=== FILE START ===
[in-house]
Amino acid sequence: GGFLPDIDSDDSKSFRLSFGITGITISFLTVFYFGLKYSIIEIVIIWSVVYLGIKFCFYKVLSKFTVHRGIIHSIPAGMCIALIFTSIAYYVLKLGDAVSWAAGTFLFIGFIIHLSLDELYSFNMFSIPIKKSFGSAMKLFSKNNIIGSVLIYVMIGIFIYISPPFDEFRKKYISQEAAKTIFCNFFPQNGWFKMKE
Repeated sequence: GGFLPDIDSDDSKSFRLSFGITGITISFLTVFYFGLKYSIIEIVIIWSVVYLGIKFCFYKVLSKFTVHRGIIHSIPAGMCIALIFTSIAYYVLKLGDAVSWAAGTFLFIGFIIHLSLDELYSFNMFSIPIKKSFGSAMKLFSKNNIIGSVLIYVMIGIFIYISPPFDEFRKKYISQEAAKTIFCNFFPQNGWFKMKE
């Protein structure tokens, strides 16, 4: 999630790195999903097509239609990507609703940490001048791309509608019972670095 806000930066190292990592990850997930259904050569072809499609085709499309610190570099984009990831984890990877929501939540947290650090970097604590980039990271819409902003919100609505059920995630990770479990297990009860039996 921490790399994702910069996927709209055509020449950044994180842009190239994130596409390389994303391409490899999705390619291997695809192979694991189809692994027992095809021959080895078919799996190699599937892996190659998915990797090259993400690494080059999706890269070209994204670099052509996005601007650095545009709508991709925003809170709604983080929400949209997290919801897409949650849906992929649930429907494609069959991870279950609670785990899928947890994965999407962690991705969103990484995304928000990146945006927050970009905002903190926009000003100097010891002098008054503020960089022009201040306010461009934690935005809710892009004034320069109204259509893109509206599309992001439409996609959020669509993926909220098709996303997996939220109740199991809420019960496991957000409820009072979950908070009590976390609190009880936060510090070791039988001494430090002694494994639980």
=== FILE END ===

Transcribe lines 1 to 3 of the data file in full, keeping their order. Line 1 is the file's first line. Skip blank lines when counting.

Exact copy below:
[in-house]
Amino acid sequence: GGFLPDIDSDDSKSFRLSFGITGITISFLTVFYFGLKYSIIEIVIIWSVVYLGIKFCFYKVLSKFTVHRGIIHSIPAGMCIALIFTSIAYYVLKLGDAVSWAAGTFLFIGFIIHLSLDELYSFNMFSIPIKKSFGSAMKLFSKNNIIGSVLIYVMIGIFIYISPPFDEFRKKYISQEAAKTIFCNFFPQNGWFKMKE
Repeated sequence: GGFLPDIDSDDSKSFRLSFGITGITISFLTVFYFGLKYSIIEIVIIWSVVYLGIKFCFYKVLSKFTVHRGIIHSIPAGMCIALIFTSIAYYVLKLGDAVSWAAGTFLFIGFIIHLSLDELYSFNMFSIPIKKSFGSAMKLFSKNNIIGSVLIYVMIGIFIYISPPFDEFRKKYISQEAAKTIFCNFFPQNGWFKMKE